A second benefit that can arise when disulfiram is used as a cytoprotective agent involves the chelation of copper and iron. Iron ions are normally coupled to various proteins such as ferritin (a storage protein) and transferrin (a transport protein). When superoxide is present (which can occur under ischemic conditions, as discussed above), ferric ions (Fe3+) stored inside ferritin are converted into ferrous ions (Fe2+), which are released from the ferritin. These ions can catalyze a process called lipid peroxidation, a complex process involving lipid hydroperoxides and lipid peroxyl free radicals. In this process, lipids (which are the partly polar, partly non-polar molecules that form cell membranes) are attacked, and the double bonds in the fatty acid side chains are altered, which destroys the ability of the lipids to function as the structural components of cell membranes. Lipid peroxidation is a chain reaction; the molecules that destroy lipids are not inactivated or bound up by the reaction, so a single such molecule can destroy thousands of lipid molecules until something stops the process.
Transition metals such as iron or copper can act as catalysts for lipid peroxidation; the peroxidation process does not occur in the absence of transition metals, and it can be inhibited by agents which chelate (i.e., which chemically tie up and inactivate) transition metals. Therefore, in mammals that are treated with disulfiram as a cytoprotective agent, the disulfiram, which chelates and thereby inactivates iron and copper, will suppress lipid peroxidation and reduce lipid peroxidation damage to cell membranes.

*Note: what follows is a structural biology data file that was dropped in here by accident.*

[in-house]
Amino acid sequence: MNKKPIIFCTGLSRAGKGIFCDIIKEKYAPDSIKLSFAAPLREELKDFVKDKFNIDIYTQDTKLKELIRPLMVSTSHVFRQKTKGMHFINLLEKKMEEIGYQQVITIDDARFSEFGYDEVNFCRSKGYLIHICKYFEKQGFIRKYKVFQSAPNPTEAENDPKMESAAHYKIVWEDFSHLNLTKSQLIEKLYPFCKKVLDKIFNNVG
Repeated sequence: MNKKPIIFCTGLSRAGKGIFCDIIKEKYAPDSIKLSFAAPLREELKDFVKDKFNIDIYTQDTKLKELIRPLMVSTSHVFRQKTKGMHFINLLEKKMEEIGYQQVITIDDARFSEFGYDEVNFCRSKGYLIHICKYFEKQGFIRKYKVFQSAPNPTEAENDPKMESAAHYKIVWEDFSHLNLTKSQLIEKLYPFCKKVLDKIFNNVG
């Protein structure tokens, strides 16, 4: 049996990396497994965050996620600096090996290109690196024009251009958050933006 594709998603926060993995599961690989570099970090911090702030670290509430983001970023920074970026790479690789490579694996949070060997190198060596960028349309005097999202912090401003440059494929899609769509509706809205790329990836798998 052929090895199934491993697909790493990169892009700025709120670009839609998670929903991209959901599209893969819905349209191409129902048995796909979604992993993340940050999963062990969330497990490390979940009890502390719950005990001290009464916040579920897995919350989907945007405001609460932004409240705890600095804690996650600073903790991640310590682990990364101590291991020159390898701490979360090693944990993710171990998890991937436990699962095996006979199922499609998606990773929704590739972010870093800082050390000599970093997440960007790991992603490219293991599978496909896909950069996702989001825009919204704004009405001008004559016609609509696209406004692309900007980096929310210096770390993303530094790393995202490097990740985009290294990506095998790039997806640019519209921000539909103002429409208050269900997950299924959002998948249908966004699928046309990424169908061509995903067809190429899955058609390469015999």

In addition to these beneficial effects, disulfiram may also have various other beneficial effects when used to treat hypoxia/ischemia. For example, when administered to mammals, disulfiram induces the biosynthesis of a compound known as tryptophol (also called 3-indole ethanol). This compound reduces the rate of glucose utilization and other metabolic activity in neurons, and can reduce body temperature (Cornford et al 1981). When treating someone suffering from hypoxia or ischemia, the suppression of metabolic activity and temperature can be very useful, since it can delay the onset of neuronal damage. This can provide additional time for the neurons to try to reestablish homeostasis and proper metabolic functioning; it can also provide additional time for the introduction of additional drug treatments, such as blood clot dissolving agents or drugs that suppress excitotoxic activity mediated by neuronal receptors.
For all of these reasons, disulfiram can help prevent or reduce neurologic damage when used to treat ischemia and hypoxia.